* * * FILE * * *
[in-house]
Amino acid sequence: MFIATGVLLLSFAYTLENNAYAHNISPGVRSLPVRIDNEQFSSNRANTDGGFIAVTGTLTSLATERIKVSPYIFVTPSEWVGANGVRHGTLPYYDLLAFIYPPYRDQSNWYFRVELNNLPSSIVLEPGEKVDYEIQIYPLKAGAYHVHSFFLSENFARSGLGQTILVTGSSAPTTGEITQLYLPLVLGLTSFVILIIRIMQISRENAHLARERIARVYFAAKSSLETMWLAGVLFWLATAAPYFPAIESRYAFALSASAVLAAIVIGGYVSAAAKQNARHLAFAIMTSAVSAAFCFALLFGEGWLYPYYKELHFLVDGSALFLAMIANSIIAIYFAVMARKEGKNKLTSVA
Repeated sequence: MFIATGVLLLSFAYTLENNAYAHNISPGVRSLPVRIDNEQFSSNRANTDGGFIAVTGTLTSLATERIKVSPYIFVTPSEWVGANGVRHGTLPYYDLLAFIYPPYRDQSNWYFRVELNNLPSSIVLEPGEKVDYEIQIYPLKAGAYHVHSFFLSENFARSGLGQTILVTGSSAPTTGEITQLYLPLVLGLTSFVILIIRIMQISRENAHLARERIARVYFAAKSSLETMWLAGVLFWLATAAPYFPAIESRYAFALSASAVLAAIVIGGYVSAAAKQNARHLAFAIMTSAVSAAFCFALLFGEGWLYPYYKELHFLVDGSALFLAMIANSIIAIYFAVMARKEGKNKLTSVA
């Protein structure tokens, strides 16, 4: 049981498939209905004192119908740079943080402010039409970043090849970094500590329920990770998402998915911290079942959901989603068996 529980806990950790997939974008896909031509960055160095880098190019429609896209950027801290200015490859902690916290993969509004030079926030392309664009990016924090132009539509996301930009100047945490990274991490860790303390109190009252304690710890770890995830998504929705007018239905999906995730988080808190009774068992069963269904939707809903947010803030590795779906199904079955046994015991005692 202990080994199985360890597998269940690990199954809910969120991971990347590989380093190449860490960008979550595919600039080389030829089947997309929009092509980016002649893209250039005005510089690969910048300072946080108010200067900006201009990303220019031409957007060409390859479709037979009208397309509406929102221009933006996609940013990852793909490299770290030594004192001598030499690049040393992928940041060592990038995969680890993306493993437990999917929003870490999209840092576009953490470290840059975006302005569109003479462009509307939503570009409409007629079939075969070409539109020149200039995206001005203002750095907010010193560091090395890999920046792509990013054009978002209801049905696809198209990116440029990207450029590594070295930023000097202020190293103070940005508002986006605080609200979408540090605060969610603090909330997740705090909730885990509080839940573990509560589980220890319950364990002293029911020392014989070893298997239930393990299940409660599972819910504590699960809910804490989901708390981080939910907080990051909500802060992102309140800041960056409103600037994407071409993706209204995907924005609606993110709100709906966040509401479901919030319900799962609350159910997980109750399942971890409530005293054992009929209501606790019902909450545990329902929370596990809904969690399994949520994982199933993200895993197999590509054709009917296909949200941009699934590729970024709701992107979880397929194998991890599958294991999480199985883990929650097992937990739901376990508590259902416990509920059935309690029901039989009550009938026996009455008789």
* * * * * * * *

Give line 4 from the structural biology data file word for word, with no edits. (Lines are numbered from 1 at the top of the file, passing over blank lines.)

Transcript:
């Protein structure tokens, strides 16, 4: 049981498939209905004192119908740079943080402010039409970043090849970094500590329920990770998402998915911290079942959901989603068996 529980806990950790997939974008896909031509960055160095880098190019429609896209950027801290200015490859902690916290993969509004030079926030392309664009990016924090132009539509996301930009100047945490990274991490860790303390109190009252304690710890770890995830998504929705007018239905999906995730988080808190009774068992069963269904939707809903947010803030590795779906199904079955046994015991005692 202990080994199985360890597998269940690990199954809910969120991971990347590989380093190449860490960008979550595919600039080389030829089947997309929009092509980016002649893209250039005005510089690969910048300072946080108010200067900006201009990303220019031409957007060409390859479709037979009208397309509406929102221009933006996609940013990852793909490299770290030594004192001598030499690049040393992928940041060592990038995969680890993306493993437990999917929003870490999209840092576009953490470290840059975006302005569109003479462009509307939503570009409409007629079939075969070409539109020149200039995206001005203002750095907010010193560091090395890999920046792509990013054009978002209801049905696809198209990116440029990207450029590594070295930023000097202020190293103070940005508002986006605080609200979408540090605060969610603090909330997740705090909730885990509080839940573990509560589980220890319950364990002293029911020392014989070893298997239930393990299940409660599972819910504590699960809910804490989901708390981080939910907080990051909500802060992102309140800041960056409103600037994407071409993706209204995907924005609606993110709100709906966040509401479901919030319900799962609350159910997980109750399942971890409530005293054992009929209501606790019902909450545990329902929370596990809904969690399994949520994982199933993200895993197999590509054709009917296909949200941009699934590729970024709701992107979880397929194998991890599958294991999480199985883990929650097992937990739901376990508590259902416990509920059935309690029901039989009550009938026996009455008789």